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I can't really seem to understand this............
Link | by kuhraziemike on 2010-12-22 20:00:11 (edited 2010-12-22 20:01:02)
Excuse me, gentlemen and ladies.

One thing, that I'd really like to understand is how on earth is it even possible that if one were to travel at the speed of light that in such a way as to be able to somehow, 'AGE' an object.

In other words, how does travelling at the speed of light be able to age an object several years ahead, while still allowing other objects to remain at roughly the same age?

My friend tried to explain it, but as always, he explains things a little bit fast and 'all-over' the place.

Sorry for interrupting but I just can't seem to get my mind set on this.

Anyone care to help?

I'll be glad that there are at least some people out there willing to make things easier for me........... :P


Re: I can't really seem to understand this............
Link | by gendou on 2010-12-22 20:19:39
1. Massive objects (objects containing non-zero rest mass) can not travel at (or beyond) the speed of light.
http://en.wikipedia.org/wiki/Speed_of_light

2. You are asking about the Twin Paradox:
http://en.wikipedia.org/wiki/Twin_paradox
The difference in the ages of the twins once reunited is due to relativistic time dilation.
Put simply, "moving clocks run slow".


Re: I can't really seem to understand this............
Link | by Koishuujin on 2011-01-01 19:22:42
It's because according to the special theory of relativity by albert einstein, there is no such thing as absolute time...
There is such a thing called time dilation in relativistic physics...
That means that the "clock" of a faster object tends to tick slower, and...
The "clock" of a slower object tends to tick faster...
That is, relative to each other...
It means that there is no such thing as a universal clock, and time is therefore not absolute...
This phenomenon cannot be observed in everyday situations because...
The faster object at least have to be 80% as fast as light to bring out noticeable results, which is virtually impossible in today's technology as light travels 300,000km in just a second, can you imagine that?

Re: I can't really seem to understand this............
Link | by on 2011-01-22 22:55:33 (edited 2011-01-23 14:31:09)
Koishuujin, you're right. Objects that travel faster age more slowly than slower objects.

Nishizawa, I think you worded your question wrong. Traveling at the speed of light would actually cause an object, say an animate object like a tortoise, to cease to age as long as that speed is maintained throughout the whole journey. In 200 years, a twin of the tortoise on Earth would age 200 years and be dead. This is because for the turtle traveling at the speed of light, the length of the journey only took an instant, while for the turtle on Earth, the length of time of the other turtle's journey is 200 years relative to the Earth.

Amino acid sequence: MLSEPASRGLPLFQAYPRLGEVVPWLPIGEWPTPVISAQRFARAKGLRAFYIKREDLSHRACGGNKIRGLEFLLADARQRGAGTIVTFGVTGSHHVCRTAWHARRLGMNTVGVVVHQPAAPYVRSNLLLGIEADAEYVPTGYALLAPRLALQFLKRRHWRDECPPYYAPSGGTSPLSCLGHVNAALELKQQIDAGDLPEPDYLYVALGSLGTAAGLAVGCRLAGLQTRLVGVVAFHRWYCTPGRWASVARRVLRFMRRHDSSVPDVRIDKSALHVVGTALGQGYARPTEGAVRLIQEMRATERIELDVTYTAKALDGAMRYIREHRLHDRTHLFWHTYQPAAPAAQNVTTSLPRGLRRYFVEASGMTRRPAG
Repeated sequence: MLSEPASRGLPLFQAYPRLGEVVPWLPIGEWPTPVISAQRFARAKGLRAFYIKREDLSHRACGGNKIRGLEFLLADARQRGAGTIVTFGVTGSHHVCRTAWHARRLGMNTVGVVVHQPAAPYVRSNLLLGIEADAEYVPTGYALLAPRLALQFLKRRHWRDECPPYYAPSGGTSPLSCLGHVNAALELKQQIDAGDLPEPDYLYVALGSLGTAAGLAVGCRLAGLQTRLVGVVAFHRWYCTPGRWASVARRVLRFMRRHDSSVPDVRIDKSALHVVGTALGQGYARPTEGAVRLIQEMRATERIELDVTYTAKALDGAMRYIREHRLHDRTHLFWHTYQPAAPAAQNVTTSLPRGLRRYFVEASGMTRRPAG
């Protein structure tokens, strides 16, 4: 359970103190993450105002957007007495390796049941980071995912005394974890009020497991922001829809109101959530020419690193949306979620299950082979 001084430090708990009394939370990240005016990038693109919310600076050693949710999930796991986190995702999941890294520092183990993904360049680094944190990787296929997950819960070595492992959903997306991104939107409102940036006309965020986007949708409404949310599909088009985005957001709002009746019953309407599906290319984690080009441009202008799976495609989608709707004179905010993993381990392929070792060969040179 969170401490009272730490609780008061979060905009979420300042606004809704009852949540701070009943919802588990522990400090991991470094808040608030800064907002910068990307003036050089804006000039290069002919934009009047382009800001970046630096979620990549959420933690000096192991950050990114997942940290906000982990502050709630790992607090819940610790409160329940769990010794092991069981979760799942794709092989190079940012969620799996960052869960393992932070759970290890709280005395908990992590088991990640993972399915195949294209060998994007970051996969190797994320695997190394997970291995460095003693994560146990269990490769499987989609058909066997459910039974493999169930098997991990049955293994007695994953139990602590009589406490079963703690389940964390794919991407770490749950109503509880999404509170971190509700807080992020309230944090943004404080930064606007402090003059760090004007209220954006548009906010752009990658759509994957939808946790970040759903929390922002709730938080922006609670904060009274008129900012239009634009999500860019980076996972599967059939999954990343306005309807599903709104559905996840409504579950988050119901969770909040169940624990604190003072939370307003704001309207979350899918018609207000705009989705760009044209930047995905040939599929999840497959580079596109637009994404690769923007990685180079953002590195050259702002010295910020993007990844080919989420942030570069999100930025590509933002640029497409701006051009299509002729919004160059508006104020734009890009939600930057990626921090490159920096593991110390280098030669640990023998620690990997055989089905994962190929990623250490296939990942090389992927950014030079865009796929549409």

According to Einstein, both light and time are absolute and relative, but never universal. If this sounds contradictory, this is where i got it from: http://home.pacbell.net/skeptica/time.html.

You should also read this article in Wikipedia on time dilation: http://en.wikipedia.org/wiki/Time_dilation. According to the article, time dilation comes from the relative velocity of motion between two observers, or the difference in their distance from a gravitational mass. Time dilation happens even at everyday speeds, but the difference in relative times is so small that it's negligible. I think scientists have used rockets to test time dilation, and I think there was a tiny difference in the passing of time for a clock in the rocket and a clock on Earth, perhaps only a few milliseconds. It's only at speeds somewhat close to the speed of light that time dilation becomes far more apparent. The same can be said about the effects of gravity on time dilation. Objects with huge gravity, such as black holes, can cause significant time dilation. In fact, black holes are the prime example. If two identical clocks were pulled towards a black hole, for the closer one, time would pass more slowly, and for the farther one, time would pass more quickly.

(It's a pity Einstein isn't still around. Obviously, the best person to answer your question would have been him. But the next best thing is to read his work on special relativity and general relativity.)

By the way, your question can only be purely theoretical because as Gendou said, objects with nonzero rest mass cannot reach the speed of light. To an observer, as an electron's speed approaches the speed of light, it's relative mass increases, making it more and more difficult to accelerate it from the observer's frame of reference.
According to Delta V from http://answers.yahoo.com/question/index?qid=20081101150052AAcZCBt, "At 99.99999...% the speed of light the object will have a mass *near* infinity so you'll need nearly infinite energy to accelerate. To get the object to light speed you'd need *infinite* energy, meaning all of the energy in the universe." Basically, getting an object with nonzero rest mass to light speed is against the laws of physics. According to Einstein's special theory of relativity, it's impossible.


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